• 1459-16. October 1461 Petrus (Peter) Igstatt, 33rd abbot
  • 1461-7. June 1491 Conrad IV Vogel, 34th abbot
  • 1491-29. August 1501 Michael Keller, 35th Dept.
  • 1501-13. November 1526 Johann VI. Edler von Boffsheim (Balzheim), 36th abbot, previously abbot in Seligenthal
  • November 24, 1526-25. November 1526 Konrad V. Neiff (Neuff), 37th abbot, resigned after only one day in office, died on June 2nd, 1530
  • 1526-15. November 1548 Markus Hauck, 38th abbot, from Lohr
  • 1548–1556 Clemens Leusser, 39th abbot, resigned in 1556, became Protestant in 1552 and married, died on October 6, 1572
  • 1558-23. March 1563 Johann VII. Pleitner, 40th abbot, from Ochsenfurt, personal impoverishment, only had 2 confreres left when he was elected
  • 1563-24. September 1578 Johann XVIII. Knoll, 41st abbot, from Kühlsheim, was the only remaining monk when his predecessor died and so became his successor, rebuilding the convent with the help of other Cistercian monasteries. Resigned 1578, died June 7, 1582.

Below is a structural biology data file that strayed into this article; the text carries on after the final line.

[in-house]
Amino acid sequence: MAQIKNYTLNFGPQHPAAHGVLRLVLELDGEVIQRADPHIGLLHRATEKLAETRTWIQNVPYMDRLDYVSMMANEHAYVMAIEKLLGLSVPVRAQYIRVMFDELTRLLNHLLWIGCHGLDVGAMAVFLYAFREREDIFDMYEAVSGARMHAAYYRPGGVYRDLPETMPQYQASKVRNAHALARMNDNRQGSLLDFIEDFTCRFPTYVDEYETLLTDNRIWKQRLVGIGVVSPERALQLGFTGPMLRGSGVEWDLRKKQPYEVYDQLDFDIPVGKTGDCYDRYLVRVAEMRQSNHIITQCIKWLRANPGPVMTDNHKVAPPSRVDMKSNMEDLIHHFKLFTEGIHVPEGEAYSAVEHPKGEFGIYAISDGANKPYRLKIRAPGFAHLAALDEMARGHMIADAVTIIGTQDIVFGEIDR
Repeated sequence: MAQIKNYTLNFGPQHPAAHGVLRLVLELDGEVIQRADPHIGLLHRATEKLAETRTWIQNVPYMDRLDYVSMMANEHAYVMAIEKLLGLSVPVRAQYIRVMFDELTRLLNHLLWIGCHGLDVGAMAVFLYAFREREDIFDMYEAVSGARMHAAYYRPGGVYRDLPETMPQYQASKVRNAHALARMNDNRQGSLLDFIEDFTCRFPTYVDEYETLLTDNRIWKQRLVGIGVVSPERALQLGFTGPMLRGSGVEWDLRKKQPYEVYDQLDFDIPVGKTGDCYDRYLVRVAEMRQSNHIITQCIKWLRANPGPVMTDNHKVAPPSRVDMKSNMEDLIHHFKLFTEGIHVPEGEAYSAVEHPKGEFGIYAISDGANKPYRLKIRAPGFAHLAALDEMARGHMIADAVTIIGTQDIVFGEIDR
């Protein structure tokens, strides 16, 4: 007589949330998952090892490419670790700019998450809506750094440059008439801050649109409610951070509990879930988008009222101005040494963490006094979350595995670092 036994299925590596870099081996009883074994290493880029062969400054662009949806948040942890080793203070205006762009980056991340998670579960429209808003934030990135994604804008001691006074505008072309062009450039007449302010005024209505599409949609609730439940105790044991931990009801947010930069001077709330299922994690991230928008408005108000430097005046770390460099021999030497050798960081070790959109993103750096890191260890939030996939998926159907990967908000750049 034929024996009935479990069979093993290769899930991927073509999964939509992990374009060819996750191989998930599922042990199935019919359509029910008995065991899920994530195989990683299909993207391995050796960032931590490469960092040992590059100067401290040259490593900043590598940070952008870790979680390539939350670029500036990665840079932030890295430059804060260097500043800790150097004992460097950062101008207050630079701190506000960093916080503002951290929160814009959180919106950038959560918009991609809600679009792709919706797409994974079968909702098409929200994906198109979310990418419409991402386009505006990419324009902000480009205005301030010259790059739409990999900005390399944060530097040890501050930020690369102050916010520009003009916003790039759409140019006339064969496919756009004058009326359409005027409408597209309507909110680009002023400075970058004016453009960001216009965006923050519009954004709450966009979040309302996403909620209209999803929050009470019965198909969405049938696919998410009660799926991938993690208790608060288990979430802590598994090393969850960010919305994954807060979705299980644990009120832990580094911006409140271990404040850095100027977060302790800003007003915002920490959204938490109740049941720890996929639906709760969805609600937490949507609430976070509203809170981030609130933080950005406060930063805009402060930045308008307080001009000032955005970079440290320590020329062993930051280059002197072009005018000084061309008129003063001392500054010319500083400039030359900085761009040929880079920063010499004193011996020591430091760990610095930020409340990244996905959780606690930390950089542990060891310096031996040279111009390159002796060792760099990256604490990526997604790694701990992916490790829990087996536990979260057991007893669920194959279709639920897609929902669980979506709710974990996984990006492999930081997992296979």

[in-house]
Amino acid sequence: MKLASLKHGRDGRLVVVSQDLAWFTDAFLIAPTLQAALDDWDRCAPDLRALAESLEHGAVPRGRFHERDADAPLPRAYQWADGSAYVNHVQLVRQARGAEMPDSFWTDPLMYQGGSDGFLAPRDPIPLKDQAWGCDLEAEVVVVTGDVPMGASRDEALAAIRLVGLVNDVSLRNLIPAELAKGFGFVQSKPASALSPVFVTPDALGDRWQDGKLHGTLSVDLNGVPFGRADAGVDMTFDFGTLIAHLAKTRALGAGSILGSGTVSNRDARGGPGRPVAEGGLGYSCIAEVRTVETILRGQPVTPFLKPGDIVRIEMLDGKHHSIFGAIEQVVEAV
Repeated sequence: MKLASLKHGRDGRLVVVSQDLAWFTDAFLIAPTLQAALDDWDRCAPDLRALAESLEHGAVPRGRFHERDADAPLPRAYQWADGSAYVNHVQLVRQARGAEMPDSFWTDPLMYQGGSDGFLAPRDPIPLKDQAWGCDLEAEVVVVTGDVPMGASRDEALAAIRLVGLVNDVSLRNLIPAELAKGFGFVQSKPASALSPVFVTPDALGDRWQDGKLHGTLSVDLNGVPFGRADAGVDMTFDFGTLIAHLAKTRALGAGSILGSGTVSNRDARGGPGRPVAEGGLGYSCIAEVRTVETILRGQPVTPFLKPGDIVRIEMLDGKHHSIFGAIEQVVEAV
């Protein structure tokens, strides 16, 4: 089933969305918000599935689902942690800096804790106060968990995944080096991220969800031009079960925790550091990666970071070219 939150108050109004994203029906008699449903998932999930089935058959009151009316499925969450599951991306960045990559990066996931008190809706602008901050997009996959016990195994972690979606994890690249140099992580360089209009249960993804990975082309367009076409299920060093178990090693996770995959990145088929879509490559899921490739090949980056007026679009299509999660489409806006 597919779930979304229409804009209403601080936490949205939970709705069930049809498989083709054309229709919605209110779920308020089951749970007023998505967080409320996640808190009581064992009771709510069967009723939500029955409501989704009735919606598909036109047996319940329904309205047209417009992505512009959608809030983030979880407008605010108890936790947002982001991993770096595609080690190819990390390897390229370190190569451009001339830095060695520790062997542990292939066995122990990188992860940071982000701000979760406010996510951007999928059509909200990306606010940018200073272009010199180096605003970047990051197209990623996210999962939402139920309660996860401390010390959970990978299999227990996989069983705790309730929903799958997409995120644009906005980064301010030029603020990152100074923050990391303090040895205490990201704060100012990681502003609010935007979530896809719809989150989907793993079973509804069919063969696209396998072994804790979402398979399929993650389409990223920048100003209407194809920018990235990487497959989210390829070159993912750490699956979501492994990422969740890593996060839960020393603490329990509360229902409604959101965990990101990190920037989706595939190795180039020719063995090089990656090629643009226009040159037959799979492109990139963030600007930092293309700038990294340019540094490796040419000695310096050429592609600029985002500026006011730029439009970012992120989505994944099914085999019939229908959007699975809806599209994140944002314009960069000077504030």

• 1578-23. November 1602 Wigand Mayer, 42nd Abbot, from Amorbach
  • December 15, 1602–1615 Sebastian Udalrici (Ulrich), 43rd abbot, from Weckbach, resigned or was deposed by Bishop Julius Echter von Mespelbrunn because of his way of life, then became pastor in Bölligheim, died on April 14, 1618
  • July 11, 1618-3. September 1637 Johann IX. Feilzer, 44th abbot, from Ebrach Monastery, led the reconstruction after the Reformation
  • September 22, 1637-21. April 1641 Johann X. Thierlauf, 45th department
  • May 14, 1641–1647 Friedrich Groß, 46th abbot, resigned, died on March 26, 1656
  • 1647–1670 Valentin Mammel, 47th abbot, came from Mellrichstadt, resigned, died on February 18, 1672
  • 1670-10. September 1699 Franz Wundert, 48th abbot, came from Grünsfeld and heralded a second heyday of the monastery